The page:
- The bike has a fixed-gear drivetrain and doesn’t have brakes.
If you’re running rim brakes (V-brakes or cantilevers), you will have to realign the brake pads with the rim after you set the dropouts to a new location. Otherwise, the pads will rub against the rim and/or the tire due to the new position of the wheel.
Sliding Dropouts and Touring Bikes
Sliding dropouts are not all that common on touring rigs (apart from models with a belt drive) primarily because touring bicycles have gears and count on the derailleur to tension the chain.
However, frames with sliding dropouts have a secret benefit when it comes to touring – they allow you to go from multi-speed to single-speed without needing complex tools.
Imagine that your rear derailleur goes bad and can’t serve even as a chain tensioner. If you have sliding dropouts, you can simply shorten the chain with a chain-breaker and then use the sliding dropout to acquire sufficient chain tension in single-speed mode.
Without the sliding dropouts, it will be close to impossible to achieve a decent chain tension because you will have to rely solely on the chain tool.
– Frequently Asked Questions –
In what position should I put the dropouts?
It depends on the terrain and your riding style.
Maximally forward. If the dropouts are closer to the bottom bracket, you’re shortening the effective chainstay length. This property makes the front easier to lift and the bike more agile. For that reason, dirt jumpers and BMXs have fairly short chainstays.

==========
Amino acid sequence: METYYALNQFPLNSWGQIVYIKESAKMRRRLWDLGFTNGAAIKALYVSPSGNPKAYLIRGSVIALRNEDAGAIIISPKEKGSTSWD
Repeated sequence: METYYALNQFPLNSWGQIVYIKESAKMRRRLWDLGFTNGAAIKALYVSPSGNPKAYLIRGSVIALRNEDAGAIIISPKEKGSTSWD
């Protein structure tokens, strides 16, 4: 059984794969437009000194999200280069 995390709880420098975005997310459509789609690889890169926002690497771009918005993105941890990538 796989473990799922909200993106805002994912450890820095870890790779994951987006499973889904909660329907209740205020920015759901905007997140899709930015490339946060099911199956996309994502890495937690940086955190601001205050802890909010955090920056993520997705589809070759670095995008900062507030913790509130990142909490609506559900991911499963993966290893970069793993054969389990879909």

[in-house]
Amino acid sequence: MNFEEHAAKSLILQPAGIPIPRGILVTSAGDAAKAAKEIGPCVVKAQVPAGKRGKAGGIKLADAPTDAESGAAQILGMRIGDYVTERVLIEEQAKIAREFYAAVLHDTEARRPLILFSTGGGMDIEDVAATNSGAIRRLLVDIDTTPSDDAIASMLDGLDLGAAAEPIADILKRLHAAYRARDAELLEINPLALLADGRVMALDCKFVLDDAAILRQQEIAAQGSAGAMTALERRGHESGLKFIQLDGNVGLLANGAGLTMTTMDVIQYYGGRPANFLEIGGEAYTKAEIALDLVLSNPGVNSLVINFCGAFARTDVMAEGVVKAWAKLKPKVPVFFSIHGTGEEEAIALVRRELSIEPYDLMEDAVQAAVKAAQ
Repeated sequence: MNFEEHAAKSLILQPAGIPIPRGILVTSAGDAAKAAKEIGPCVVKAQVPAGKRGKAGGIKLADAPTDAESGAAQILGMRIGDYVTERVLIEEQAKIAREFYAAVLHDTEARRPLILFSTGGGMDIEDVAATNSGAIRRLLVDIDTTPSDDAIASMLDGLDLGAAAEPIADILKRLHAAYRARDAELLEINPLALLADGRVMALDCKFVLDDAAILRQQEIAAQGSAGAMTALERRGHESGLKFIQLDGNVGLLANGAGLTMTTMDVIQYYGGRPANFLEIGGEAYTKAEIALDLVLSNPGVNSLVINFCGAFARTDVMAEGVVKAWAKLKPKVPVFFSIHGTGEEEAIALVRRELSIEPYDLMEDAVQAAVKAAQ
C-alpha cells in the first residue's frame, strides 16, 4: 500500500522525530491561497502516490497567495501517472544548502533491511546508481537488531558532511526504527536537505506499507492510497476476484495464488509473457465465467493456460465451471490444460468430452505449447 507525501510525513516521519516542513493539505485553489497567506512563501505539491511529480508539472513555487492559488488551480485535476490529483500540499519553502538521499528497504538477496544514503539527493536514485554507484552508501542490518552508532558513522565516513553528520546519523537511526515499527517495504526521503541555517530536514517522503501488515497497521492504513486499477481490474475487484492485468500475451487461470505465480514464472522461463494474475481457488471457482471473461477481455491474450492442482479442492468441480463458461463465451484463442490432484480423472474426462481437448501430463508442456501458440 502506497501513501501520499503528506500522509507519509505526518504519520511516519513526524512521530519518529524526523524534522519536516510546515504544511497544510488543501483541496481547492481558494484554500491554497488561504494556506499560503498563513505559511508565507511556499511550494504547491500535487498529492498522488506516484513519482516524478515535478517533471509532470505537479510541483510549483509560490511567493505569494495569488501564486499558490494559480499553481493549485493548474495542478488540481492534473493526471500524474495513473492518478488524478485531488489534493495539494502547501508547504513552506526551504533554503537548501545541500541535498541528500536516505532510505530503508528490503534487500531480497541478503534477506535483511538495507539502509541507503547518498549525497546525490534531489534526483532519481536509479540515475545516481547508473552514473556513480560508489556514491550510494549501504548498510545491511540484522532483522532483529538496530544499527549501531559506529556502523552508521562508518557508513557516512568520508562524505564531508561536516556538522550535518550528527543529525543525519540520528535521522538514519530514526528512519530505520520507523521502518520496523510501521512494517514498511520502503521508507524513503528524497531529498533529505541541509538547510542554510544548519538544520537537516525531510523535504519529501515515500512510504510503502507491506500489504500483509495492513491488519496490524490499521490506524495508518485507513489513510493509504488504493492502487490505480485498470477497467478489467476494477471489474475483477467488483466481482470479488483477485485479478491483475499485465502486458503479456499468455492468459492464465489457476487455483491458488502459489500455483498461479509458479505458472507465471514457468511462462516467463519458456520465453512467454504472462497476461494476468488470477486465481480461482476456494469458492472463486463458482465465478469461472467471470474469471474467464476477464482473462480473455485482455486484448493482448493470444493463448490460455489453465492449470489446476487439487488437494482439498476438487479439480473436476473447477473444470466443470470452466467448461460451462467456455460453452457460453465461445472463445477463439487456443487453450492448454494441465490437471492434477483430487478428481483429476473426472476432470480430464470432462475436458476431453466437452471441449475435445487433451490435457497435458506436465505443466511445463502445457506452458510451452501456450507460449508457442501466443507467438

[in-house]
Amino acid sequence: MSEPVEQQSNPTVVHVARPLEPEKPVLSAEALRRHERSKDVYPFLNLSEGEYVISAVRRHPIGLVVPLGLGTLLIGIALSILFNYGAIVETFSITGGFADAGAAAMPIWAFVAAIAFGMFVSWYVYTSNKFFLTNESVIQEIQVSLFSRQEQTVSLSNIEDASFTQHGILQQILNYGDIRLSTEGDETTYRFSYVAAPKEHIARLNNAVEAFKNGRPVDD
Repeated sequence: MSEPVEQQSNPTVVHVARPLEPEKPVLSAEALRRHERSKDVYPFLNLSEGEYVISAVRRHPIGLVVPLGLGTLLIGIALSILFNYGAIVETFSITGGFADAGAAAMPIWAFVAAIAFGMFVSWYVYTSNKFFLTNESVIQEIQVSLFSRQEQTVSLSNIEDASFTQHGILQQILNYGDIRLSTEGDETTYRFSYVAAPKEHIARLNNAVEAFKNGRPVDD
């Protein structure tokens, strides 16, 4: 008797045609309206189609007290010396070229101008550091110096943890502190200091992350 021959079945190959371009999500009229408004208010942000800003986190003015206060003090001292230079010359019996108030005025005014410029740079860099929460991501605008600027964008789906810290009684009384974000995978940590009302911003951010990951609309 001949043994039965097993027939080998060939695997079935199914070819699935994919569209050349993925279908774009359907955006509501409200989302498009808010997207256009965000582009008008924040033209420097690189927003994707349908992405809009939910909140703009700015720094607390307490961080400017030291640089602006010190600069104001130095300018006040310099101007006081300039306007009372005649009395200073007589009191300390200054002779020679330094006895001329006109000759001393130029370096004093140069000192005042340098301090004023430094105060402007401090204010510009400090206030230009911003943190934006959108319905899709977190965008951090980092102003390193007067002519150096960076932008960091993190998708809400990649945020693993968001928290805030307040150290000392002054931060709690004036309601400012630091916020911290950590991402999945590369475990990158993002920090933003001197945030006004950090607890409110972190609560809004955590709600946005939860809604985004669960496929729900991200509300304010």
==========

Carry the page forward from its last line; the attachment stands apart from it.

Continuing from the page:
The downside is that the bike becomes less stable during descents and ascents due to the shorter wheelbase. There’s also a higher chance of looping out (the bike sliding in front of you).
This position places more weight on the rear wheel and makes it harder to maintain a higher cadence uphill (rotations of the cranks per minute). A higher cadence is associated with better pedaling efficiency.
Middle position. The mid-position gives you the best of both worlds. The bike is very stable but still somewhat playful. For that reason, this is the default position on many bicycles with sliding dropouts.
Maximally away from the bike. In this position, the bike becomes a climbing and descending beast. If you’re after pedaling efficiency and commuting, this setup could work well. The downside is that the bike is now less suitable for aggressive riding and tricks.
Another benefit of this setting is the additional tire clearance that would allow you to run bigger tires and/or full fenders without issues. The maximally forward position has the opposite effect.
Are sliding dropouts as strong as standard dropouts?
One cannot definitively say that sliding dropouts are stronger or weaker.
Regardless of type, dropouts should be strong enough to handle the stresses that a particular bike will face. For instance, the sliding dropouts on a hardcore hardtail are expected to be much stronger than the standard dropouts found on a carbon road bike.
In other words, it’s more important to get the right frame/bike for your riding discipline than to obtain the strongest dropouts in the world.